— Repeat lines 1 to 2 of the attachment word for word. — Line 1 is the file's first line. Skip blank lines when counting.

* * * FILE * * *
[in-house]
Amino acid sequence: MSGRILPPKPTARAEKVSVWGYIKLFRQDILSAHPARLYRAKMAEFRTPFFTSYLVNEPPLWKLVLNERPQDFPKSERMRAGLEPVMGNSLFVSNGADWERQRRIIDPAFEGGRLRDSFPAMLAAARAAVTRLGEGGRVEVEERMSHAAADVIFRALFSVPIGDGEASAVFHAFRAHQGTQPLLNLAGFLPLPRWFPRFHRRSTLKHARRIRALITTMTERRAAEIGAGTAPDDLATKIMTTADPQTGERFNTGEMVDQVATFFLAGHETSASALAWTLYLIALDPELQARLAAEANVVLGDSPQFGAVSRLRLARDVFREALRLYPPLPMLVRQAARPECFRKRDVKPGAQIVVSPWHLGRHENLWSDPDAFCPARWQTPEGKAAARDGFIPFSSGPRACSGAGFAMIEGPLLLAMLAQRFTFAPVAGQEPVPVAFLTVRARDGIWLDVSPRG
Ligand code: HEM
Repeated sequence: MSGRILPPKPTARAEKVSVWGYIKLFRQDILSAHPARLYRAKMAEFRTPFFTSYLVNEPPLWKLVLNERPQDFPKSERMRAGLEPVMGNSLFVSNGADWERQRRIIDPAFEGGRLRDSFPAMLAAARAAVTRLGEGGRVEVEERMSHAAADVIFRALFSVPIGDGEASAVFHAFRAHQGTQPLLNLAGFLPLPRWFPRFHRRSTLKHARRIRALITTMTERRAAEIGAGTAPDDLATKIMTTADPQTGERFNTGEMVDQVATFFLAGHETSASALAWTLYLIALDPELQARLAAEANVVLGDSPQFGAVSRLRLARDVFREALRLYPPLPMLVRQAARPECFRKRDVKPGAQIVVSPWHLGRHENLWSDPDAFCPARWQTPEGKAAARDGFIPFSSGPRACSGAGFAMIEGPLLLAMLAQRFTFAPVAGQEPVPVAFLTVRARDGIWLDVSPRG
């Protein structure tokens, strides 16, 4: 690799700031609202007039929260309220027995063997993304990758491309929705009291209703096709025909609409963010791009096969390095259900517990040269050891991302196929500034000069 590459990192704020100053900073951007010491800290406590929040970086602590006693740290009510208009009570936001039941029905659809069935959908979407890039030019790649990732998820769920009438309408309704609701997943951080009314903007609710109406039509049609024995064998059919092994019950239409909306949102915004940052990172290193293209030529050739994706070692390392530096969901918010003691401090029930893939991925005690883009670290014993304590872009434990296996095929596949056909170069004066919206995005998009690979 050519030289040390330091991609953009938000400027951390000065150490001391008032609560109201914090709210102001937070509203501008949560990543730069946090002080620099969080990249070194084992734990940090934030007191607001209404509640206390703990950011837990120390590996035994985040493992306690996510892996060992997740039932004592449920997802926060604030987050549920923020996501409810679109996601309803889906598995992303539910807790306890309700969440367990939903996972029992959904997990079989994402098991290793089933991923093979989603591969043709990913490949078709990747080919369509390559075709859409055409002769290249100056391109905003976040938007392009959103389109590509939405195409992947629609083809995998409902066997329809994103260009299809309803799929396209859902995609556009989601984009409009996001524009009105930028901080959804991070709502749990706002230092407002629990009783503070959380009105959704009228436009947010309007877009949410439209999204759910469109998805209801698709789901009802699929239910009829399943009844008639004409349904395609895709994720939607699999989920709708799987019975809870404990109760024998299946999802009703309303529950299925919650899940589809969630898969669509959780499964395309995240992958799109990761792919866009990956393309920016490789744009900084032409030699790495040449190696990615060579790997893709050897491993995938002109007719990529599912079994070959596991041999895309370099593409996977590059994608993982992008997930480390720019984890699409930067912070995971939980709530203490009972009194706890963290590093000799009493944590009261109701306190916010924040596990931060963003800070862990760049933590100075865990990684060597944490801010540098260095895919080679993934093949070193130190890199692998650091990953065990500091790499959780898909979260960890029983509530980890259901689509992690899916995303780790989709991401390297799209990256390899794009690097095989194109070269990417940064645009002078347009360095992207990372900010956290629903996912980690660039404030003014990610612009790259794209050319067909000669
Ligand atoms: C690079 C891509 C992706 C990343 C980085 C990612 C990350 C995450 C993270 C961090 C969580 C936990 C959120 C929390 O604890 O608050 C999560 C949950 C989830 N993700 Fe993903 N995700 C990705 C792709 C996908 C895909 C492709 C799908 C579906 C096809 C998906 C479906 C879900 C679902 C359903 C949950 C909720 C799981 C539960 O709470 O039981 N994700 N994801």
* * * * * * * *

[in-house]
Amino acid sequence: MSGRILPPKPTARAEKVSVWGYIKLFRQDILSAHPARLYRAKMAEFRTPFFTSYLVNEPPLWKLVLNERPQDFPKSERMRAGLEPVMGNSLFVSNGADWERQRRIIDPAFEGGRLRDSFPAMLAAARAAVTRLGEGGRVEVEERMSHAAADVIFRALFSVPIGDGEASAVFHAFRAHQGTQPLLNLAGFLPLPRWFPRFHRRSTLKHARRIRALITTMTERRAAEIGAGTAPDDLATKIMTTADPQTGERFNTGEMVDQVATFFLAGHETSASALAWTLYLIALDPELQARLAAEANVVLGDSPQFGAVSRLRLARDVFREALRLYPPLPMLVRQAARPECFRKRDVKPGAQIVVSPWHLGRHENLWSDPDAFCPARWQTPEGKAAARDGFIPFSSGPRACSGAGFAMIEGPLLLAMLAQRFTFAPVAGQEPVPVAFLTVRARDGIWLDVSPRG